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• Friday, March 19th, 2021
pre-threading good

This is just one of those simple little matters that somehow seems to go unattended.

A small solid brass hardware screw, such as a #4, is not very strong and can be easily torqued past its breaking point, leading to all sorts of profanity filling the air of even the most peaceful woodshop. A commonly recommended way to avoid this frustration is to pre-thread the pilot hole with a steel screw, which is stronger.

The steel screw should have the same thread pitch as the brass screw for which it is preparing the way. Otherwise, the preparatory threads will be misplaced and so the brass screw will have to cut most of its own threads anyway. The two sets of misaligned threads may partially merge and probably weaken the wall of the hole in a situation where you want all the holding power you can get.

In the photo above, the steel and (antique finished) solid brass screw threads correspond perfectly. (It is difficult to photograph this in position so please take my word for it.)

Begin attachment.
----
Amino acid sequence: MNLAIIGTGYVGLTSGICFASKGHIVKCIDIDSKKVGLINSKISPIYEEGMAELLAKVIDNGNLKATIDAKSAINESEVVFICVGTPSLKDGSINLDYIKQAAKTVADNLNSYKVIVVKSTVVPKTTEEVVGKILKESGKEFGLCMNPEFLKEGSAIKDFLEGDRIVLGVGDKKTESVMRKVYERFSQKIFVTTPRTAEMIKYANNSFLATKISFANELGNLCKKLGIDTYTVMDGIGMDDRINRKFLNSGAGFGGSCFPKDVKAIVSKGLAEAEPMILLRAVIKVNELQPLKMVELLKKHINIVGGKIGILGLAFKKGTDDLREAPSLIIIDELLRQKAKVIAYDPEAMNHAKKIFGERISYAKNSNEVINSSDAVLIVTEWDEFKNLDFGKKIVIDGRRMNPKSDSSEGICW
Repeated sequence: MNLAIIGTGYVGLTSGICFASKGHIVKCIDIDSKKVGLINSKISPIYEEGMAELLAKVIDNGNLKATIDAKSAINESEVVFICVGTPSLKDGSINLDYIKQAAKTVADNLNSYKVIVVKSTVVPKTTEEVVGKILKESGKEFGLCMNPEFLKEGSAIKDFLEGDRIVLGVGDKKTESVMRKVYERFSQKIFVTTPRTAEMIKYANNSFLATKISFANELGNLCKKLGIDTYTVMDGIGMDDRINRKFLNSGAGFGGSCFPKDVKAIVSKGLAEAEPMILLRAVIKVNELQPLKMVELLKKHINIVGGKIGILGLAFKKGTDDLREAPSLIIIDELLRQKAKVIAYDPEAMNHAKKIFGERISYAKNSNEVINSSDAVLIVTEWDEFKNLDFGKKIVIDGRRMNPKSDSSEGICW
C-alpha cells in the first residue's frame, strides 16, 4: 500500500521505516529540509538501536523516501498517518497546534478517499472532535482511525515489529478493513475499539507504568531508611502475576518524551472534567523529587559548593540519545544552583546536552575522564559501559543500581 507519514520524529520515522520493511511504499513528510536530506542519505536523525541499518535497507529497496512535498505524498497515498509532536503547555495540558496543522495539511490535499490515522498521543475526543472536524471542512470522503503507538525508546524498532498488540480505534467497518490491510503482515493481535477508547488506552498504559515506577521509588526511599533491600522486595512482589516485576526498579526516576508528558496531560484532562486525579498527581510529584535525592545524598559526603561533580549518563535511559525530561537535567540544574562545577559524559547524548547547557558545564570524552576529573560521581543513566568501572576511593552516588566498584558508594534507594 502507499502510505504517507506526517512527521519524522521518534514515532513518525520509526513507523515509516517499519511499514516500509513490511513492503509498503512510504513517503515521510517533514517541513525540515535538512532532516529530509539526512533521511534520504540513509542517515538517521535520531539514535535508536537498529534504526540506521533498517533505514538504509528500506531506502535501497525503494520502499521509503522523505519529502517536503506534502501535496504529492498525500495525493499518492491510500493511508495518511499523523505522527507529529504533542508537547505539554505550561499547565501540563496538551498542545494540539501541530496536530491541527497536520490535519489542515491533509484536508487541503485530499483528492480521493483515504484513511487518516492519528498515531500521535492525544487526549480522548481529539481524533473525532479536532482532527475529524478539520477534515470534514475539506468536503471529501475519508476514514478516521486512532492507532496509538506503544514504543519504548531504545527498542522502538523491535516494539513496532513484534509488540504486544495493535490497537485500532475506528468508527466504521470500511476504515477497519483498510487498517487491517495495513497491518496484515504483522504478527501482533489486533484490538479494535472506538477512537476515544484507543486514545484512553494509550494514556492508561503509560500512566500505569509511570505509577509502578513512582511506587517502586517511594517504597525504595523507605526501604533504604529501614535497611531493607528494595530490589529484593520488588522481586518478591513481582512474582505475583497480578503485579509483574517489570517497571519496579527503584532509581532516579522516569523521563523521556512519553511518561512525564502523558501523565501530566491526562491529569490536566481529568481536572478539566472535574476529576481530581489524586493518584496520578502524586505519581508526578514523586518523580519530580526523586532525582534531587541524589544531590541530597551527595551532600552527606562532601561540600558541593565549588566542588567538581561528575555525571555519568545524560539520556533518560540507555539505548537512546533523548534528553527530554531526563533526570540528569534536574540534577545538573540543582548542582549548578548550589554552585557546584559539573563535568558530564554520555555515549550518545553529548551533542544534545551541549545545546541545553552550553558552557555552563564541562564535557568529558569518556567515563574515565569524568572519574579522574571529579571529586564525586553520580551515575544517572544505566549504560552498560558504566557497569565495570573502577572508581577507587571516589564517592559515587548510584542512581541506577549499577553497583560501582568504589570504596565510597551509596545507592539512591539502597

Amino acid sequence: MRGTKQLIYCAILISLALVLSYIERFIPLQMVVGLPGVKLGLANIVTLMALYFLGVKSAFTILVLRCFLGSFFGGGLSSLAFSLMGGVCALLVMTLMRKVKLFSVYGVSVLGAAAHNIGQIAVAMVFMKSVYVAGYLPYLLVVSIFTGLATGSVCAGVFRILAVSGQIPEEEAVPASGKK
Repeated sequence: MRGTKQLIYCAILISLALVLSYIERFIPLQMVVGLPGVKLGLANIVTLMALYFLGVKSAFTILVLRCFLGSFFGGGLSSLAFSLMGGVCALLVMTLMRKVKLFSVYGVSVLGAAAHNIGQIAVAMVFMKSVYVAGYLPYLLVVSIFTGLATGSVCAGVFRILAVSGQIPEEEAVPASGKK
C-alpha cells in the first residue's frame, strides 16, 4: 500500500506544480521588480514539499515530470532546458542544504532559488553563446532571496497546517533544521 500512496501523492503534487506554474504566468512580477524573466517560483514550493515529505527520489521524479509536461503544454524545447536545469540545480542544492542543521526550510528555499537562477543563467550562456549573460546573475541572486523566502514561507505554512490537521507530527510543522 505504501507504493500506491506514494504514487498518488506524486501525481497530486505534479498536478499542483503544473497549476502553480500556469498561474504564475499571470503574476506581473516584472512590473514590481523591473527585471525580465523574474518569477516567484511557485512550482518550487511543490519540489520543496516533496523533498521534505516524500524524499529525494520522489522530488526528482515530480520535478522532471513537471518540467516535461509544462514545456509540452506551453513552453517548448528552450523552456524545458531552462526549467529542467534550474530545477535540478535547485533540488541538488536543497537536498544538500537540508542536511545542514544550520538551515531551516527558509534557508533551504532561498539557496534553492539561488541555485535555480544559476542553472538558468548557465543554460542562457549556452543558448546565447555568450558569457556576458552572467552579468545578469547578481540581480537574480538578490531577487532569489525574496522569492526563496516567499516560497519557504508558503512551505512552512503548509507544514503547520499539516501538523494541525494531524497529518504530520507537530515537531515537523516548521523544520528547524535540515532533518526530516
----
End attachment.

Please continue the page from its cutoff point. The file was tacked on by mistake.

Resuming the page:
Below, the steel screw is a slightly finer pitch and so will cut threads out of sync with the (antique finished) solid brass screw threads. Yes, they are close but that’s just the problem. Not only does this defeat the purpose of the preparatory threading but I think this will also weaken the wood wall and reduce holding power. 

pre-threading no good

A maker of one the best, if not the best, quality hinges supplies such incorrect steel screws with their brass screws. So, beware and check for yourself. 

OK, what if you cannot find a proper steel screw in your Miscellaneous stash? Not a big deal. I find that with proper care, the brass screws hold up well. The key is to first test the screw procedures in scrap wood. 

With or without preparatory threading, there is a good chance you will find you have to use a pilot hole that is slightly greater than the root diameter of the brass screw. (The little steel screws can break too!) I also enlarge the upper part of the pilot hole with my Czeck Edge awl to accommodate the unthreaded portion of the screw. It also helps greatly to dab a bit of wax or Slipit into the pilot hole using a sliver of wood (better than on the screw itself) to reduce the torque required to seat the screw. I do not think this reduces holding power. 

Part of good craftsmanship is preventing little matters from becoming big headaches.

Category: Techniques
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